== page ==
Friends of RGV Reef has launched a major new phase of its artificial reefing project off South Padre Island, even as fishing boats reel in large numbers of red snapper the reef is already producing.
Gary Glick, president of Friends of RGV Reef, said 20 million pounds of concrete railroad ties and other materials are being sunk over the next few weeks at the 1,650-acre reef site eight nautical miles off the coast and 14 nautical miles north of the Brazos Santiago Pass jetties.
“We’ll move more material in this one deployment than exists in any of the other Texas reefs,” he said. “We’re going to lay down the bones of a new 400-acre nursery reef.”
Glick said the activity is taking place inside a section of RGV Reef that until now has had only a thin layer of material.
“If you just put small material down, which is what the baby red snapper need, then after a while that material may sink or get covered, so what we’re going to try to do is make a nursery reef that’s going to last for decades,” he said.
Glick said the new reefing will consist of 25 tons of railroad ties, 25 tons of broken concrete on top of that and a sprinkling of 432 cinder blocks.
“We’re going to make 54 of those, and then protecting it we’re going to put down 16 high-relief piles of concrete, 250 tons each,” he said.
No one else in the Gulf is building reefs that combine low, medium, high and very high relief elements that sustain fish through all stages of the life cycle, Glick said. The point is to substantially increase the numbers of red snapper and other fish in the waters off SPI. Part of that means creating habitat on an otherwise featureless seafloor offering young fish few places to escape predators. The initial deployment of reef material attracted tens of thousands of juvenile snapper almost immediately, Glick said.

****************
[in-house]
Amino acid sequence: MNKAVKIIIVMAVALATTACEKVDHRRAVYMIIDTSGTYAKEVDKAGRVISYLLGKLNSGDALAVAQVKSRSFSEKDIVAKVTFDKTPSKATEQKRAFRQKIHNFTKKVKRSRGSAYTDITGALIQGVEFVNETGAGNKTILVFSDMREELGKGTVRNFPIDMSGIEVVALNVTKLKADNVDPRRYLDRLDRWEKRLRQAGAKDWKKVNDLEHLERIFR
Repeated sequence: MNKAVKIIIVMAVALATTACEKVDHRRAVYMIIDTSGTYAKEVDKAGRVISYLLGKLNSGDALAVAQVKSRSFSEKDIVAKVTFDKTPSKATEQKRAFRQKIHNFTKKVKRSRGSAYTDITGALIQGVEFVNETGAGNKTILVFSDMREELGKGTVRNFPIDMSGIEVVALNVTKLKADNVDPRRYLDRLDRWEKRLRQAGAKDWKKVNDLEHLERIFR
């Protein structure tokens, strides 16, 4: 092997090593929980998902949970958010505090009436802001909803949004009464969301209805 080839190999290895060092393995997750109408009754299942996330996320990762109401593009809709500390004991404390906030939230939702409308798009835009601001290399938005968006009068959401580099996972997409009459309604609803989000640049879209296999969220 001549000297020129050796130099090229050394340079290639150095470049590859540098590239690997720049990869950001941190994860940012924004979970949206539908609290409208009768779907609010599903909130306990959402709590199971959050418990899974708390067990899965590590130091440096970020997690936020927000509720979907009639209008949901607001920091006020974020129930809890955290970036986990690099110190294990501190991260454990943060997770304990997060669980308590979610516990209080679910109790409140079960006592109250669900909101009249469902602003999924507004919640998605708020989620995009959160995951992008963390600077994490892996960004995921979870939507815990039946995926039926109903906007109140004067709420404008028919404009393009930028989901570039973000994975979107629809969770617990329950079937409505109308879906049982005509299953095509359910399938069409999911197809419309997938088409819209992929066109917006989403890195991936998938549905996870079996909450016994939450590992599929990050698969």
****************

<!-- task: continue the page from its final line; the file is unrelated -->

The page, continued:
More fish to catch means more people coming to catch fish, which is good for the economy. It’s no coincidence that among the reef project’s benefactors is the SPI Economic Development Corporation.
“We’re putting fish back in the Gulf by raising them from babies,” Glick said. “What you get if you raise fish from babies is you ges lots of fish. Every weekend there are 12 or 15 bay boats out there with several offshore boats.”
The current materials deployment phase began Jan. 2 and will continue into February, Glick said. It begins a year after Friends lost access to the vessel it had hired for materials deployment, a Vietnam-era landing craft named Lil Mo, which caused reef building to grind to a halt. Now the project has hired a new vessel: the Dry Tortugas, an offshore supply ship based in Houma, La.
It wouldn’t be possible to rent such a vessel without financial assistance from the project’s partners, Glick said.
“We paid $137,000 just to get the boat to show up,” he said. “When she carries a full load, which is 325 tons, it’s $12,000 every times she goes out. We’re paying her by the ton.”
Glick said he hopes to have enough money for another deployment in the fall. Donors, meanwhile, can rest assured that each dollar the project receives is stretched to the max, he said. Thanks to donations of labor, equipment, storage space and reef material, the project is being accomplished for a fraction of the cost of a typical artificial reefing contract, Glick noted.
The Port of Brownsville is helping out by providing two acres with deepwater frontage and a railroad siding for storing and handling the donated railroad ties, box culverts, cinder blocks and other material. Though the reef project is “rocking along,” Glick said, he fears major construction projects on the horizon will squeeze out Friends of RGV Reef and put a stop to construction.
“It actually worries me a little bit,” he said. “How long are they going to be able to give us that space? We really have this sense of urgency to do it now. This is why we’re so urgently trying to raise money now, because we do have this fabulous opportunity that cannot last.”